The Princess Gets a Lion Cub From Barnum

In early spring 1911, Princess Lwoff fell in love with a newborn lion at the Barnum & Bailey menagerie at Madison Square Garden. She tried for weeks to buy the cub, but the proprietors refused, saying they didn’t want to separate him from his mother. They also said they wanted to keep him because they thought the cub had great potential.

Princess Lwoff Sickles Lion Cub

Not about to give in, the princess solicited assistance from General Daniel E. Sickles, whom she had recently painted. The general made arrangements to buy the cub from the circus owners, who apparently could not turn down the great Civil War hero and septuagenarian. Despite their objection to any payment, he gave them $250 for the cub.

On April 17, 1911, Sickles told the press he was celebrating the 50th anniversary of his going to war by giving the six-week-old cub to the princess. He also said it would be a surprise to her (wink wink).

Princess Lwoff was summoned to Madison Square Garden, and Sickles, still holding the cub, said, “I want you to accept a souvenir of my regard.” She uttered a cry of delight and ordered one of her servants to buy champagne for the occasion. She sprinkled champagne over the cub’s head – I’m sure he loved that – and christened him General Sickles. Then she wrapped him in a woolen blanket, placed him in her car, and drove off in triumph to The Plaza.

The following day, Princess Lwoff sailed for Europe with her entourage and the little cub. While at her studio in Berlin, she painted General Sickles holding the lion in a portrait she called “The Two Lions.” She spent the summer overseas, and when she returned to New York via the Kaiserin Auguste Victoria in October 1911, she announced that the small lion – now named Goldfleck — was as tame as any pet dog, and had been a favorite among hotel guests.

A Short-lived Life at the Plaza

Goldfleck the Lion

The day after the lion’s death, the New York Evening Telegraph and New York Herald reported that the cub was a lioness named Leoine. Perhaps the princess gave the press false information, because his headstone says “Goldfleck.”

Back at The Plaza, Fred Sterry, the hotel’s managing director, was persuaded to allow Goldfleck use of his own room, with supervision round-the-clock from the cub’s trainer. Apparently there were no complaints, although there was one reported incident involving a poorly timed flash-photograph that frightened Goldfleck, who then raced through an open door and into the public corridors of the hotel, causing a bit of panic among guests and staff members. He was lured back into his room with a piece of raw meat.

On May 21, 1912, the young lion died at The Plaza. Hotel officials said the cub had never adapted to civilized food and died from gout. The princess held a formal wake in the suite, with the lion covered in elaborate wreaths and surrounded by flowers, toys and dishes.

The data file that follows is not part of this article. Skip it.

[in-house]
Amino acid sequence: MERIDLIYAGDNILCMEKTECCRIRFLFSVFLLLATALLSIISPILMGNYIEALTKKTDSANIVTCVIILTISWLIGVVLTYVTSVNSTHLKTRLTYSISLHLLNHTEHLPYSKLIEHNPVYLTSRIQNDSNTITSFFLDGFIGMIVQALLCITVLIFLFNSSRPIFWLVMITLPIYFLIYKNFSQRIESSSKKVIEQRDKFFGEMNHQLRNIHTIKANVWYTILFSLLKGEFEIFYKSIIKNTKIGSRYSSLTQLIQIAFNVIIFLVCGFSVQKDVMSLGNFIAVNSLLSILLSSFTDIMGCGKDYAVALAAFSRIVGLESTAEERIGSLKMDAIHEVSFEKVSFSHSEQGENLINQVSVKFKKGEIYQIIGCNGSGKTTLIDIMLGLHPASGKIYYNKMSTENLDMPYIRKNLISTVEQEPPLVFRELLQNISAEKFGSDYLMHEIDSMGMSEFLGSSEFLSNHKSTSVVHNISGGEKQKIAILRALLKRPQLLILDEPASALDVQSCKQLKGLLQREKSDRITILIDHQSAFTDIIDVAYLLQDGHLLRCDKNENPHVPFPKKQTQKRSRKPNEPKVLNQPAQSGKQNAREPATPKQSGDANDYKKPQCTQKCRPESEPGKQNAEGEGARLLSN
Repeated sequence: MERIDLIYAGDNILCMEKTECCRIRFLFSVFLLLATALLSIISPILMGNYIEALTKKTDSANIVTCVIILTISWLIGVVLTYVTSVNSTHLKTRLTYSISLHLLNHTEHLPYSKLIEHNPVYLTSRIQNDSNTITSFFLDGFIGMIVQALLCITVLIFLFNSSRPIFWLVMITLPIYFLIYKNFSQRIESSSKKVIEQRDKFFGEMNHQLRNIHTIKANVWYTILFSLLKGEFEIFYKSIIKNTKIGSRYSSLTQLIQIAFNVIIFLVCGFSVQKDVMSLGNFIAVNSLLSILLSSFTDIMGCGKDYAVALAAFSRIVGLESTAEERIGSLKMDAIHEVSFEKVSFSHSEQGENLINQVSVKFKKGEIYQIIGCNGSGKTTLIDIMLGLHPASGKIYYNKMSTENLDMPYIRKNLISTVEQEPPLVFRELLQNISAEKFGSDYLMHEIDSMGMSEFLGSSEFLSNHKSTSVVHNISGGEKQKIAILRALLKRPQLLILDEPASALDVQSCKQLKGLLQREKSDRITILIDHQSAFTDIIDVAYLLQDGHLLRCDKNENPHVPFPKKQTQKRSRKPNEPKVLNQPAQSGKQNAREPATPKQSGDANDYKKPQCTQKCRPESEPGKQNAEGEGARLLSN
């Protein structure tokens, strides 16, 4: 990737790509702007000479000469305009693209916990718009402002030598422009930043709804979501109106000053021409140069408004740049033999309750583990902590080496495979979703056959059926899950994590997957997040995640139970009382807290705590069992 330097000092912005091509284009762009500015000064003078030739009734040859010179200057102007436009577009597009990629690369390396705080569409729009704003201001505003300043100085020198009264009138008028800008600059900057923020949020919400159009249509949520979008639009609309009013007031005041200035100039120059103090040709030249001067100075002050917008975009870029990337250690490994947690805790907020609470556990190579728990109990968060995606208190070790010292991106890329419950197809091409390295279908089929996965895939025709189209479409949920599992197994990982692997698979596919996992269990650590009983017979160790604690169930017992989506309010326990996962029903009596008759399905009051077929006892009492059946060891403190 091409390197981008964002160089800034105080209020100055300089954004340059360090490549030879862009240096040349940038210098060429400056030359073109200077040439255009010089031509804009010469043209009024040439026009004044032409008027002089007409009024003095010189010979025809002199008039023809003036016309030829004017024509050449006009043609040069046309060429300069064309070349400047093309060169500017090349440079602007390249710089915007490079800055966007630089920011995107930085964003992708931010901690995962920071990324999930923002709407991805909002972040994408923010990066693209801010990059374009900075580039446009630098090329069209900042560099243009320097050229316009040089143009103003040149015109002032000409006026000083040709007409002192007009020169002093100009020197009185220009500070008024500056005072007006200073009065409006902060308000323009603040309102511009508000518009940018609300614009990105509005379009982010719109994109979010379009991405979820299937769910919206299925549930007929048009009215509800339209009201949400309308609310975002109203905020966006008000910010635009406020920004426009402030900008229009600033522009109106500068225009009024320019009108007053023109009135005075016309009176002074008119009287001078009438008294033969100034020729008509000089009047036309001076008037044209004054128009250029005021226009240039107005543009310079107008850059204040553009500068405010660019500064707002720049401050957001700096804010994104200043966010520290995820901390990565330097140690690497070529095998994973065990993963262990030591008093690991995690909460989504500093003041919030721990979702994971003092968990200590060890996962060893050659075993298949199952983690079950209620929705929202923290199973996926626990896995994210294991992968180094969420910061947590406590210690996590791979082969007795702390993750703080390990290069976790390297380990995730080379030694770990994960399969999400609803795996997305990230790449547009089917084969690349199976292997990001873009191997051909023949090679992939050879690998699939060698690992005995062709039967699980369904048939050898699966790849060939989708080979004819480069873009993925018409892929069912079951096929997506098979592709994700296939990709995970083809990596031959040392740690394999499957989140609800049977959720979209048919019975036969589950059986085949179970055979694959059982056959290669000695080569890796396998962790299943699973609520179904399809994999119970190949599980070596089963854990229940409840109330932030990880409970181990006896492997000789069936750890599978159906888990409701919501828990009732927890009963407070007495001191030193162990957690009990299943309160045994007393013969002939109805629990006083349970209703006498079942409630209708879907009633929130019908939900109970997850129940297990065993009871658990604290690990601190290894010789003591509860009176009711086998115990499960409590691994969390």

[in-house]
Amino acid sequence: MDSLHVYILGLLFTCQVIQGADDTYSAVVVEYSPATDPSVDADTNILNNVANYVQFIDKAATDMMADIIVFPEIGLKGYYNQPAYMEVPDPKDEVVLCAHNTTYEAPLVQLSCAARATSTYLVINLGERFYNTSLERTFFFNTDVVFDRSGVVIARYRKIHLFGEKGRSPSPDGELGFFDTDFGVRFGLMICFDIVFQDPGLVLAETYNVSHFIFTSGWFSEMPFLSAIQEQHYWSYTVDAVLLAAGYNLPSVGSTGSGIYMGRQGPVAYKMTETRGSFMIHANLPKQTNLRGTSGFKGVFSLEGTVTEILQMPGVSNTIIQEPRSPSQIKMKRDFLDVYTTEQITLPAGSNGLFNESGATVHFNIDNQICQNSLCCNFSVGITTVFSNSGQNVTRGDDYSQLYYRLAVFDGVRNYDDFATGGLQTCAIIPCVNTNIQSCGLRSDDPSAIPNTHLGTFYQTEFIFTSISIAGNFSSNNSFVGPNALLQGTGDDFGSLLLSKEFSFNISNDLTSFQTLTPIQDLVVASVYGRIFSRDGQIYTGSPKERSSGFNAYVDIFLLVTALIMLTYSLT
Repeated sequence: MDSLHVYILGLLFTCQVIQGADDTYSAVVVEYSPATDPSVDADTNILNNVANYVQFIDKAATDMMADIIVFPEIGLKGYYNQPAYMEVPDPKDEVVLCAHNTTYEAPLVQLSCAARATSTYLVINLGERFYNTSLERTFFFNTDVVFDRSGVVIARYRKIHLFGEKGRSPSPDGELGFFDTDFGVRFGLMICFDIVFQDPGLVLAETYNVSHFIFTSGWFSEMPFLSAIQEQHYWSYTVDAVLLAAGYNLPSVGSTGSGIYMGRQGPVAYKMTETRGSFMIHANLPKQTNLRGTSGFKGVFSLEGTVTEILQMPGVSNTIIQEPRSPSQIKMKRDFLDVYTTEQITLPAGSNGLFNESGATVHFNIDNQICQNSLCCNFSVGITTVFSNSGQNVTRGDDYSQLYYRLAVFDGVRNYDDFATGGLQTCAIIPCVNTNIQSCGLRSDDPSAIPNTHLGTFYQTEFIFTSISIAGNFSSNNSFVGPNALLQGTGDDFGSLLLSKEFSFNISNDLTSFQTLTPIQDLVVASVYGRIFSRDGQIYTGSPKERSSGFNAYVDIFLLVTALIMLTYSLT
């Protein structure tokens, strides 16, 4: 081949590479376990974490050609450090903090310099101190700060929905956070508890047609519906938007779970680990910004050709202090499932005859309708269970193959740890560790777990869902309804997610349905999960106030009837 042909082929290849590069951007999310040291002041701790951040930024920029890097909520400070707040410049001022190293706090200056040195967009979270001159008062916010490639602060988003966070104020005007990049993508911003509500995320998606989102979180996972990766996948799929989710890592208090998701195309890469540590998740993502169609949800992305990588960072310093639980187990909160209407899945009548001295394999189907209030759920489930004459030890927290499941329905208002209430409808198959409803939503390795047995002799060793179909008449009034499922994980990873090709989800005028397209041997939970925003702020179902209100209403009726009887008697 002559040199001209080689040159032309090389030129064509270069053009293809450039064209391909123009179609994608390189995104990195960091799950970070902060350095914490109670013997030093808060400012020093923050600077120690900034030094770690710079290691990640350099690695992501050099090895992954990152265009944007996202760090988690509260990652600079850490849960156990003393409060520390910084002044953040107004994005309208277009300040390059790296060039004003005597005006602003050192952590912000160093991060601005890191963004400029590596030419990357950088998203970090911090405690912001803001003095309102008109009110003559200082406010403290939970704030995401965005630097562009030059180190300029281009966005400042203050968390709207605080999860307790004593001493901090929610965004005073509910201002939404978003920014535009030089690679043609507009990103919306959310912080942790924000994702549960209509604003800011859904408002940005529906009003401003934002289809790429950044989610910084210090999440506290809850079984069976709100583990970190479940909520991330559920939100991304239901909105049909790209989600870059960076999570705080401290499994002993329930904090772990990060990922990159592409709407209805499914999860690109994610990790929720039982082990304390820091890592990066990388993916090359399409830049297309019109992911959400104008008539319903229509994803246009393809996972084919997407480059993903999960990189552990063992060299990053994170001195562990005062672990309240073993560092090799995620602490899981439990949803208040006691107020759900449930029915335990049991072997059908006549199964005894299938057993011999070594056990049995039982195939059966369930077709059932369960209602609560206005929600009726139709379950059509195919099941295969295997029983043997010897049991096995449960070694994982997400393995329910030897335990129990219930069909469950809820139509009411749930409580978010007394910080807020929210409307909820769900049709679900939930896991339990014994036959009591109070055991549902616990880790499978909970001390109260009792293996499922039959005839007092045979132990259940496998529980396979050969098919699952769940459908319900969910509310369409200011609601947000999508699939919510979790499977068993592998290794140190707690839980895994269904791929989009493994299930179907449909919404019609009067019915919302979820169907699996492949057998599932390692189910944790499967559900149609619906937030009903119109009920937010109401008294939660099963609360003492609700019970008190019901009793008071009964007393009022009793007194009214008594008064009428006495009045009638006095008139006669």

He was placed in a box and taken by taxi to the Hartsdale Pet Cemetery, accompanied by six cars of mourners.

Her Life After Goldfleck

Deer Park, Haines Falls

Following Goldfleck’s death, the princess bought Deer Park, a 100-acre mountaintop estate on the Laurel House Road in Haines Falls, New York (Catskills). The estate, which she later named Santa Maria, featured a 17-room mansion, stable, and numerous outbuildings. Her intention was to create a miniature St. Moritz with sledding, skiing, and skating, but all her plans were canceled when World War I began.

During World War I, requests for portraits dwindled and Princess Lwoff began living less like a princess and more like a wealthy pauper – if there is such a thing. She was forced to reduce her staff and give up some of her rooms at The Plaza; eventually she had to leave The Plaza because she could not pay her $12,000 bill.

In 1915 the princess moved into a two-room suite at the St. Regis for $20 a day (parlor, bedroom and bath, and no exclusive elevator). She had to find new homes for some of her exotic animals, like the alligators and birds, but she told the press she did keep enough cats and dogs to keep her company at the hotel.

St. Regis Hotel, New York

The St. Regis Hotel, constructed by Trowbridge & Livingston for John Jacob Astor IV, opened on September 4, 1904. The princess moved into the Fifth Avenue hotel in 1915.

During these hard times, Ludwig Nissen, a retired Brooklyn diamond merchant, agreed to hold four chattel mortgages for the princess on the Catskill estate and a five-story town house on East 39th Street that she moved into around 1916. Alas, when she failed to pay back the $218,000 in mortgages by August 1923, the merchant took action.

On August 26, Deputy Sheriff Joseph A. Lamman arrived at her door armed with three writs of seizure, two detectives from the East 35th Street station, and a locksmith. Although a sign on the iron door said the occupants were away, the princess was home and seriously ill with diabetes.

109 East 39th Street